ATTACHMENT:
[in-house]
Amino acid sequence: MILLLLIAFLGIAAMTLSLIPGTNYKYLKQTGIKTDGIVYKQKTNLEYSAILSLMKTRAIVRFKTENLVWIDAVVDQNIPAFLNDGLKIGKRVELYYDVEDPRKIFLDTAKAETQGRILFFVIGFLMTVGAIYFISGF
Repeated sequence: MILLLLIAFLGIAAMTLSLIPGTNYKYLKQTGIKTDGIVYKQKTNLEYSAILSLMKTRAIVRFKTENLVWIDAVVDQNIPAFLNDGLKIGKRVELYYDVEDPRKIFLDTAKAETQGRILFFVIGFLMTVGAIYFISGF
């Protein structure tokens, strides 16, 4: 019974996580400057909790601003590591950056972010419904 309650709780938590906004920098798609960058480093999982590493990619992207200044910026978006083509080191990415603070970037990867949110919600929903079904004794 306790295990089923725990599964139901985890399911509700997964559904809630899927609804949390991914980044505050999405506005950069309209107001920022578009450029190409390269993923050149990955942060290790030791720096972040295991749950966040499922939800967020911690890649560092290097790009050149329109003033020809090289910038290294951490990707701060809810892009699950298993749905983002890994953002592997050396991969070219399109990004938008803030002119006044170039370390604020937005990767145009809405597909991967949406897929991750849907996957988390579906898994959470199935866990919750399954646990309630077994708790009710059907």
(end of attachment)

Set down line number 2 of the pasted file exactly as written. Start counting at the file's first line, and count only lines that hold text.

Amino acid sequence: MILLLLIAFLGIAAMTLSLIPGTNYKYLKQTGIKTDGIVYKQKTNLEYSAILSLMKTRAIVRFKTENLVWIDAVVDQNIPAFLNDGLKIGKRVELYYDVEDPRKIFLDTAKAETQGRILFFVIGFLMTVGAIYFISGF